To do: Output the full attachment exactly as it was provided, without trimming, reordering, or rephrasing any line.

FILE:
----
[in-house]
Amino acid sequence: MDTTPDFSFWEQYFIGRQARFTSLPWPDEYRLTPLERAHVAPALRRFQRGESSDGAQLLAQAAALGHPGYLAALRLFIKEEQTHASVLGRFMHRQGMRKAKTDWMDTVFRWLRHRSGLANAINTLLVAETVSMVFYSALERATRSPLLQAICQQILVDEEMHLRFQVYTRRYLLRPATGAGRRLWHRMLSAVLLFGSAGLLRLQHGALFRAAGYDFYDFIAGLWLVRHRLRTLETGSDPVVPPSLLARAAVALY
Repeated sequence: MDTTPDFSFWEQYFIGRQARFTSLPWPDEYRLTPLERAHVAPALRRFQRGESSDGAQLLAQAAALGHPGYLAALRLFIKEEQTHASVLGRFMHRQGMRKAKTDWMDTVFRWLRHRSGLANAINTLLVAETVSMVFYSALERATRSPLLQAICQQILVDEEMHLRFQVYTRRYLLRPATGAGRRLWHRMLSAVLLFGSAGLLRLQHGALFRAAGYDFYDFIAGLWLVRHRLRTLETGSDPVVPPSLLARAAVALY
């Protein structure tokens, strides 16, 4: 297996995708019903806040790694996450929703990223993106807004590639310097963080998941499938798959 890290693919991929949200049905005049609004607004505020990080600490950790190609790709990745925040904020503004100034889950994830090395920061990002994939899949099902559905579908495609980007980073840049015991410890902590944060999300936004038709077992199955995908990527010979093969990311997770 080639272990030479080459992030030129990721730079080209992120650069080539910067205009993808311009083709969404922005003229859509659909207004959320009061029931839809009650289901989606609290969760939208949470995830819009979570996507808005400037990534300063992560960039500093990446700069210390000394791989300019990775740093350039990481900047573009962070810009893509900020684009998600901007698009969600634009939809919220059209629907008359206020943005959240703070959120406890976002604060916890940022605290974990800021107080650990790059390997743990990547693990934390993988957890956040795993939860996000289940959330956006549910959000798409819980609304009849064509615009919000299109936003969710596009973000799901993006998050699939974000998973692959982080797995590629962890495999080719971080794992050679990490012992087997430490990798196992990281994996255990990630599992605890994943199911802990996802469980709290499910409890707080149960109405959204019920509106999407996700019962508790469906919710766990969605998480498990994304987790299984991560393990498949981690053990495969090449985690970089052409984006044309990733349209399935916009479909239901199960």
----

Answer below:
[in-house]
Amino acid sequence: MDTTPDFSFWEQYFIGRQARFTSLPWPDEYRLTPLERAHVAPALRRFQRGESSDGAQLLAQAAALGHPGYLAALRLFIKEEQTHASVLGRFMHRQGMRKAKTDWMDTVFRWLRHRSGLANAINTLLVAETVSMVFYSALERATRSPLLQAICQQILVDEEMHLRFQVYTRRYLLRPATGAGRRLWHRMLSAVLLFGSAGLLRLQHGALFRAAGYDFYDFIAGLWLVRHRLRTLETGSDPVVPPSLLARAAVALY
Repeated sequence: MDTTPDFSFWEQYFIGRQARFTSLPWPDEYRLTPLERAHVAPALRRFQRGESSDGAQLLAQAAALGHPGYLAALRLFIKEEQTHASVLGRFMHRQGMRKAKTDWMDTVFRWLRHRSGLANAINTLLVAETVSMVFYSALERATRSPLLQAICQQILVDEEMHLRFQVYTRRYLLRPATGAGRRLWHRMLSAVLLFGSAGLLRLQHGALFRAAGYDFYDFIAGLWLVRHRLRTLETGSDPVVPPSLLARAAVALY
């Protein structure tokens, strides 16, 4: 297996995708019903806040790694996450929703990223993106807004590639310097963080998941499938798959 890290693919991929949200049905005049609004607004505020990080600490950790190609790709990745925040904020503004100034889950994830090395920061990002994939899949099902559905579908495609980007980073840049015991410890902590944060999300936004038709077992199955995908990527010979093969990311997770 080639272990030479080459992030030129990721730079080209992120650069080539910067205009993808311009083709969404922005003229859509659909207004959320009061029931839809009650289901989606609290969760939208949470995830819009979570996507808005400037990534300063992560960039500093990446700069210390000394791989300019990775740093350039990481900047573009962070810009893509900020684009998600901007698009969600634009939809919220059209629907008359206020943005959240703070959120406890976002604060916890940022605290974990800021107080650990790059390997743990990547693990934390993988957890956040795993939860996000289940959330956006549910959000798409819980609304009849064509615009919000299109936003969710596009973000799901993006998050699939974000998973692959982080797995590629962890495999080719971080794992050679990490012992087997430490990798196992990281994996255990990630599992605890994943199911802990996802469980709290499910409890707080149960109405959204019920509106999407996700019962508790469906919710766990969605998480498990994304987790299984991560393990498949981690053990495969090449985690970089052409984006044309990733349209399935916009479909239901199960």